exico: Texas to Belize


November 23, 2003 - January 26, 2004

Mexican Flag

We entered Mexico for the third time at the end of November after a month of R&R in McAllen, Texas. We had not intended to stay so long in Texas, but delays in first choosing Gerry's new camera and then getting it delivered (thanks Moshe!) contributed as did our lethargy once we got settled in at the Aloha Mo. l. Not only did we have access to the motel pool, but we were within a short drive of a great variety of pleasing restaurants, and best of all we could buy the New York Times daily!

Eventually however, we solved all of our technology problems, and on November ?? crossed the border at Reynosa and drove towards Real de Qatorce. It came highly recommended by other travellers, but they had omitted to mention the fact that to get there you had to drive over 32 kms of cobblestone road. It did nothing to help our ailing shock absorbers nor our temper, but all things do eventually come to an end and at last we came to the famed tunnel which gives access to the small town.

From the silver mining mountains of the north, our next goal was to visit the old colonial cities north of Mexico

Somewhat tired by now of baroque churches and colonial architecture, we were ready for a change and found it in the small town of Uruapan. The two main attractions here are the nearby volcano Paracutin and the buried village church of San Juan. We had hoped to climb the volcano, but found we were far from the needed physical shape. Instead we walked to the buried village and scrambled around to get views of the front and back walls, all that remain of the building buried as it is in lava. Back in town we also explored the surprisingly lovely park along the ?? river canyon.

In Uruapan we were on the west side of Mexico City and continued to skirt it visiting the nearby and very lovely little town of Patzcuaro where we got to see a traditional "Posada", a celebration of the journey made by Joseph and Mary to Bethlehem and their search for a bed for the night. From Patzcuaro we went to Morelia and Toluca, two state capitals, and finally to Taxco, another former silver-mining city that now mines tourists. We spent the Christmas holidays here in a pleasant room with a terrace overlooking a very nice garden complete with swimming pool. Sadly the cool nights made the pool a little too chilly for us. Like the rest of the tourists we bought silver here. The local shops specialize in silver inlaid with turquoise and other semi-precious stones and manufacture some very beautiful pieces. From Taxco we hopped to Cuernavaca, south of Mexico city and then east to Puebla where we celebrated the end of 2003 and the arrival of 2004.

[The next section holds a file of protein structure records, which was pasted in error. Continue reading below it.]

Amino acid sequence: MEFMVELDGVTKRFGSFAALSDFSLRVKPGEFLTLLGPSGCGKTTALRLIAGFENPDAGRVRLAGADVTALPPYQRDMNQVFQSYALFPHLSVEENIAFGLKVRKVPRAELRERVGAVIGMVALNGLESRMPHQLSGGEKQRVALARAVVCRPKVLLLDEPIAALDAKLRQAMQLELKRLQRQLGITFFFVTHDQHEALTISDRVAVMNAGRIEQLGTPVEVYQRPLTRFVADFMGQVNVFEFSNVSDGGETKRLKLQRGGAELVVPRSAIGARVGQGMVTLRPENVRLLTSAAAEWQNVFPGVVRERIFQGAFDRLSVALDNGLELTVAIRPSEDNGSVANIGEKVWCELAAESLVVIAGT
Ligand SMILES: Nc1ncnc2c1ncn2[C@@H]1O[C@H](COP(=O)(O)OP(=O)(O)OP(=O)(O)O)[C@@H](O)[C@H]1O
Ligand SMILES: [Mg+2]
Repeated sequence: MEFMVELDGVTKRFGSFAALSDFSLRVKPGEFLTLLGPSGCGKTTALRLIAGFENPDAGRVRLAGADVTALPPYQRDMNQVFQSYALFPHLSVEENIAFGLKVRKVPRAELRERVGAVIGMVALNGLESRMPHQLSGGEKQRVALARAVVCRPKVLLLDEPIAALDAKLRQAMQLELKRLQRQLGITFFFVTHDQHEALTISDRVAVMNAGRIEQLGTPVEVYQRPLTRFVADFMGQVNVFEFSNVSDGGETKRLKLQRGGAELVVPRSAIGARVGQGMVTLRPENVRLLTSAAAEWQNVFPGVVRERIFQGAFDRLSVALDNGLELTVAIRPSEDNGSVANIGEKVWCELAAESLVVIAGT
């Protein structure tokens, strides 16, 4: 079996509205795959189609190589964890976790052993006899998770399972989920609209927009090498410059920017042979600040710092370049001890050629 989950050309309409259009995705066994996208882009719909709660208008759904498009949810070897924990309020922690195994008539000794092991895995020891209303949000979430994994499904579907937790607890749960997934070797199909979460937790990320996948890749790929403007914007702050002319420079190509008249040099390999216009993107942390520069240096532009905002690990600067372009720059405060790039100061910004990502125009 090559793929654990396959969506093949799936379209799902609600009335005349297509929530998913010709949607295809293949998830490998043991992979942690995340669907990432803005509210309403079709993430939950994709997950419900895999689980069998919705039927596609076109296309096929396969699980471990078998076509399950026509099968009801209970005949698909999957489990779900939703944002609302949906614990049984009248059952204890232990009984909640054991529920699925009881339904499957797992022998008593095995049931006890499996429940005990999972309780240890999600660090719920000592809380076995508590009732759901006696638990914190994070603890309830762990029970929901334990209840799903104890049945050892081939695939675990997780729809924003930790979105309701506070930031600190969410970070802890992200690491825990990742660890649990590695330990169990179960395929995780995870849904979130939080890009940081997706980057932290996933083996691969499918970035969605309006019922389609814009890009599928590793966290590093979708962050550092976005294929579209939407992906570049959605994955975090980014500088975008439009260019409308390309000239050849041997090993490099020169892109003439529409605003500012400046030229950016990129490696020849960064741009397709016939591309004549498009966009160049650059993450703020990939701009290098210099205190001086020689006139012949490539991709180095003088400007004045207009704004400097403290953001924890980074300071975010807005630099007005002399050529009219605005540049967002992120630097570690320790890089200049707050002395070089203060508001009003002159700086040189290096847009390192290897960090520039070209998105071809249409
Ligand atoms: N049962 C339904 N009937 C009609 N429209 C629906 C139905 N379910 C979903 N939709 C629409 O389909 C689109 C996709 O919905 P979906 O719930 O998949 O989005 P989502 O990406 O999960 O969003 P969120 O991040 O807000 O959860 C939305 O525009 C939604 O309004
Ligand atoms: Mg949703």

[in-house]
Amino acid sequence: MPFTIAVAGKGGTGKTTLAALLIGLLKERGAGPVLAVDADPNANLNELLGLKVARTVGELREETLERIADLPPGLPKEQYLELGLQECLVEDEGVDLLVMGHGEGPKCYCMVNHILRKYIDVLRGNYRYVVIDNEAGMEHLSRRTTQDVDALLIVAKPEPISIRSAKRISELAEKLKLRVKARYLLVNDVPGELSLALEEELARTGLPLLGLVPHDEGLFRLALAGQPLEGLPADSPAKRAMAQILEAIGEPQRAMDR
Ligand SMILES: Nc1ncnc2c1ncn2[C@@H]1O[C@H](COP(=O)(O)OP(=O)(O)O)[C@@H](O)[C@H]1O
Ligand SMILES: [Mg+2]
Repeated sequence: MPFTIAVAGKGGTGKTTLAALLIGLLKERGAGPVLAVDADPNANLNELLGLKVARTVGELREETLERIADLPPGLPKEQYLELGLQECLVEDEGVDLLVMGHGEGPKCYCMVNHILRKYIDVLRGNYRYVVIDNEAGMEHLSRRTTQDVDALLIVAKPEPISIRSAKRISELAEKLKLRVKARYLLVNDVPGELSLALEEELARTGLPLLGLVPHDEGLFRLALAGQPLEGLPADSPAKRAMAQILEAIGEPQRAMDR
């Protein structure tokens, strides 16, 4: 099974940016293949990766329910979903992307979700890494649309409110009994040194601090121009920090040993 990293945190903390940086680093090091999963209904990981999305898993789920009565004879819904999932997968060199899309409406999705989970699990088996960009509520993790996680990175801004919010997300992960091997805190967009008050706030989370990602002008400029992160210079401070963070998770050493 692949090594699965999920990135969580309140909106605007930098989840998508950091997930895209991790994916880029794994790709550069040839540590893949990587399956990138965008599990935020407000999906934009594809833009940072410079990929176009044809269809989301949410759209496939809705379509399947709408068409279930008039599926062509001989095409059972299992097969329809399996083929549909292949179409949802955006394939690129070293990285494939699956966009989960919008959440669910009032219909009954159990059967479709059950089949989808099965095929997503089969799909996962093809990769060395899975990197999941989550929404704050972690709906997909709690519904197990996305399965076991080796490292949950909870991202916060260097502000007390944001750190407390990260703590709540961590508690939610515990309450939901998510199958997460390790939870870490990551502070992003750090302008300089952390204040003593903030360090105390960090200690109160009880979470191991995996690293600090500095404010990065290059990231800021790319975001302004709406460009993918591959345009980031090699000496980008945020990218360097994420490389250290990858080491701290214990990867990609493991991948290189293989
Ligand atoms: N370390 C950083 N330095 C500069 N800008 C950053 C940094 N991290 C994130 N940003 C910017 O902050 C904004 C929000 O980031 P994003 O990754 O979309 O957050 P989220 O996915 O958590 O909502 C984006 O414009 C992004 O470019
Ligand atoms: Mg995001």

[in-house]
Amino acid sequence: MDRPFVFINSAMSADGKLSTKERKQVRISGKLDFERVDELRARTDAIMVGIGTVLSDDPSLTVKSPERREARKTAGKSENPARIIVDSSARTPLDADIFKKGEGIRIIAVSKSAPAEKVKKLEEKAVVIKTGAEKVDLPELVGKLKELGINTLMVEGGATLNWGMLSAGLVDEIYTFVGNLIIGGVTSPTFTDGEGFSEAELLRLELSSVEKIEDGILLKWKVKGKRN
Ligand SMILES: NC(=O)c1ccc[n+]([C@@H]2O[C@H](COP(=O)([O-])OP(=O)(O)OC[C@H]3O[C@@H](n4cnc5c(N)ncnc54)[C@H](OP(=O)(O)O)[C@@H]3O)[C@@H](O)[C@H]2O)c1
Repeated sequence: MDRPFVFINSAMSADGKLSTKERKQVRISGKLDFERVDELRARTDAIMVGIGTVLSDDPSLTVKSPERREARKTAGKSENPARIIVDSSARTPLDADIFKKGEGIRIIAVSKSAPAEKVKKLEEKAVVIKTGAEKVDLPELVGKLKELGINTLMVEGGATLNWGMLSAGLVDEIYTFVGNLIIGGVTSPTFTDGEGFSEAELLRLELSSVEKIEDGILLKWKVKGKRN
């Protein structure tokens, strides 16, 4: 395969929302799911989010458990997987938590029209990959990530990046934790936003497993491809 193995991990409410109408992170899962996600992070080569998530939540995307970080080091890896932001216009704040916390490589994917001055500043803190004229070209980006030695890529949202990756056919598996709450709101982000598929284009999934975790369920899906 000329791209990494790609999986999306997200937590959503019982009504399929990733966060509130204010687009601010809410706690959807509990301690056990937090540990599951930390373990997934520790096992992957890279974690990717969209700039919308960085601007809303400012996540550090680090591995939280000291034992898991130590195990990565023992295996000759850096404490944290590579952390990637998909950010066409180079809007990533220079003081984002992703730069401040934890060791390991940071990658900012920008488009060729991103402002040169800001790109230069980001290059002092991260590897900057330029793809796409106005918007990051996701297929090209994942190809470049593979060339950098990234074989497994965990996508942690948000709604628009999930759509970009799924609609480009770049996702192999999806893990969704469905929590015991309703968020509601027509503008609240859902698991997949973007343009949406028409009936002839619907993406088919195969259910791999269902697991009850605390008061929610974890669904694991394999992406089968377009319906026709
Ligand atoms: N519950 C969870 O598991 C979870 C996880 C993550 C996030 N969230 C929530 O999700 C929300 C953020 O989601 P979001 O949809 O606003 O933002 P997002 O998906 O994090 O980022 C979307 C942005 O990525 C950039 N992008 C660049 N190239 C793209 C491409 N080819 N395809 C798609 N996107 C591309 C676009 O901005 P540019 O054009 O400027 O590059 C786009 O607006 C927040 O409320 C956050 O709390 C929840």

With January already being used up, we started to look anxiously at the calendar. How could we see all that we wanted to in only three weeks with Chiapas and the Yucatan peninsula still to go? In our terms by rushing. We spent only three days in Oaxaca, a very nice city that sadly saw both of us get sick. From Oaxaca we spent a full day at the ancient zapotec city of Monte Alban which we both loved. Then it was on to Chiapas and the famed mountain resort of San Cristobal de las Casas. From there it was on to Palenque, first of the big Mayan cities, and our favorite so far. In Palenque we finally left behind the cool mountain air and had to get accustomed to more humid steamy temperatures.

In our last two weeks, we hopped around the Yucatan peninsula seeing Campeche with its old city wall and fort, Merida, jumping off point for Chichen Itza and Uxmal, both large ruins of Mayan cities, and then suddenly we found ourselves within a few miles of the border and the end of our Mexico experience. At this point fortune smiled on us and we found the Hotel Laguna in which to rest our weary bones for a couple of days and reflect on the two months we had just spent. One thing was certain. We were now Spanish readers if not quite yet fluent Spanish speakers. But ahead was a new and strange experience for us: a foreign country that spoke English. We were off to Belize.

Because we had dallied so long in Texas in November, we had barely enough time to see the highlights of Chiapas and the Yucatan Peninsula before we had to make a dash for the border at Chetumal. We weren't sure whether our visa was really for six months or for exactly 180 days, which are clearly not the same thing. We erred on the side of caution and left on the 179th day after a most delightful day and a half on the shores of Laguna Bacalar, 20 miles north of Chetumal.

We are always on the lookout for that perfect hotel with a view. We came close in San Cristobal de las Casas with a view from the balcony over red-tiled roof tops to a white church tower against a backdrop of mountains. It was lovely at sunset but, alas, the altitude of San Cristobal meant that at night it was so cold in our charming but unheated room that Jan had to go to bed just to keep warm.

We were heading for Chetumal, south of Laguna Bacalar, but stopped at the hotel to get some directions. We got the directions, looked at the view, looked at the hotel pool, looked at the view again and said to one another that such a view must be beyond our budget. But it costs nothing to ask and when we did we were pleasantly surprised. The room would cost 390 Mexican pesos (about US$35.00 at current exchange rates). The room was simple but large with a tiled floor, private bathroom, and private balcony — you guessed — with a view of the pool and the lake beyond. We were hooked. We spent our last two nights in Mexico there and wished we could have spent even one more day there.

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November 8, 2003